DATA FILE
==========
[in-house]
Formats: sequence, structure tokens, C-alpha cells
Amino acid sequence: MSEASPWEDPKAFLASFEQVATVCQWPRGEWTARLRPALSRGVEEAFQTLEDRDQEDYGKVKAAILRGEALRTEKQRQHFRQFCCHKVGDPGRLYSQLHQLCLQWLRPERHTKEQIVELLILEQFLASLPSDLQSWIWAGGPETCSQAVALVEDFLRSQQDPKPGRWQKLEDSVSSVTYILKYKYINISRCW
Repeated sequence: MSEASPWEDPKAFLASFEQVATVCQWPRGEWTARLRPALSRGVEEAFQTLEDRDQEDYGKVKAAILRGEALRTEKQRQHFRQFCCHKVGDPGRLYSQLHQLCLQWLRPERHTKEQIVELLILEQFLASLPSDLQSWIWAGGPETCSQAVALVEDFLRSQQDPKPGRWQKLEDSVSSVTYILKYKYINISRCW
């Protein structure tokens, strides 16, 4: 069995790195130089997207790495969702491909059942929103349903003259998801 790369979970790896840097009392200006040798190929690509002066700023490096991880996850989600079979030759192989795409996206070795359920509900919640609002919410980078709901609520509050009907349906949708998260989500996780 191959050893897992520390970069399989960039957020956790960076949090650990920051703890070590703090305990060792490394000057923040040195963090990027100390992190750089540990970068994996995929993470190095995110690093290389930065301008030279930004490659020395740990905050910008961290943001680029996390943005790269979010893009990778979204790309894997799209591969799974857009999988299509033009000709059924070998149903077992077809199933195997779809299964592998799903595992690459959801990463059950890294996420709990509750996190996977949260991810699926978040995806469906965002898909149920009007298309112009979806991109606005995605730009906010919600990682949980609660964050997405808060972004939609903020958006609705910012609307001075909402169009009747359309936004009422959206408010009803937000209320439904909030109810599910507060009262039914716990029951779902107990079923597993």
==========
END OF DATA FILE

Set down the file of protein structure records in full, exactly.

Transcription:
[in-house]
Formats: sequence, structure tokens, C-alpha cells
Amino acid sequence: MSEASPWEDPKAFLASFEQVATVCQWPRGEWTARLRPALSRGVEEAFQTLEDRDQEDYGKVKAAILRGEALRTEKQRQHFRQFCCHKVGDPGRLYSQLHQLCLQWLRPERHTKEQIVELLILEQFLASLPSDLQSWIWAGGPETCSQAVALVEDFLRSQQDPKPGRWQKLEDSVSSVTYILKYKYINISRCW
Repeated sequence: MSEASPWEDPKAFLASFEQVATVCQWPRGEWTARLRPALSRGVEEAFQTLEDRDQEDYGKVKAAILRGEALRTEKQRQHFRQFCCHKVGDPGRLYSQLHQLCLQWLRPERHTKEQIVELLILEQFLASLPSDLQSWIWAGGPETCSQAVALVEDFLRSQQDPKPGRWQKLEDSVSSVTYILKYKYINISRCW
């Protein structure tokens, strides 16, 4: 069995790195130089997207790495969702491909059942929103349903003259998801 790369979970790896840097009392200006040798190929690509002066700023490096991880996850989600079979030759192989795409996206070795359920509900919640609002919410980078709901609520509050009907349906949708998260989500996780 191959050893897992520390970069399989960039957020956790960076949090650990920051703890070590703090305990060792490394000057923040040195963090990027100390992190750089540990970068994996995929993470190095995110690093290389930065301008030279930004490659020395740990905050910008961290943001680029996390943005790269979010893009990778979204790309894997799209591969799974857009999988299509033009000709059924070998149903077992077809199933195997779809299964592998799903595992690459959801990463059950890294996420709990509750996190996977949260991810699926978040995806469906965002898909149920009007298309112009979806991109606005995605730009906010919600990682949980609660964050997405808060972004939609903020958006609705910012609307001075909402169009009747359309936004009422959206408010009803937000209320439904909030109810599910507060009262039914716990029951779902107990079923597993």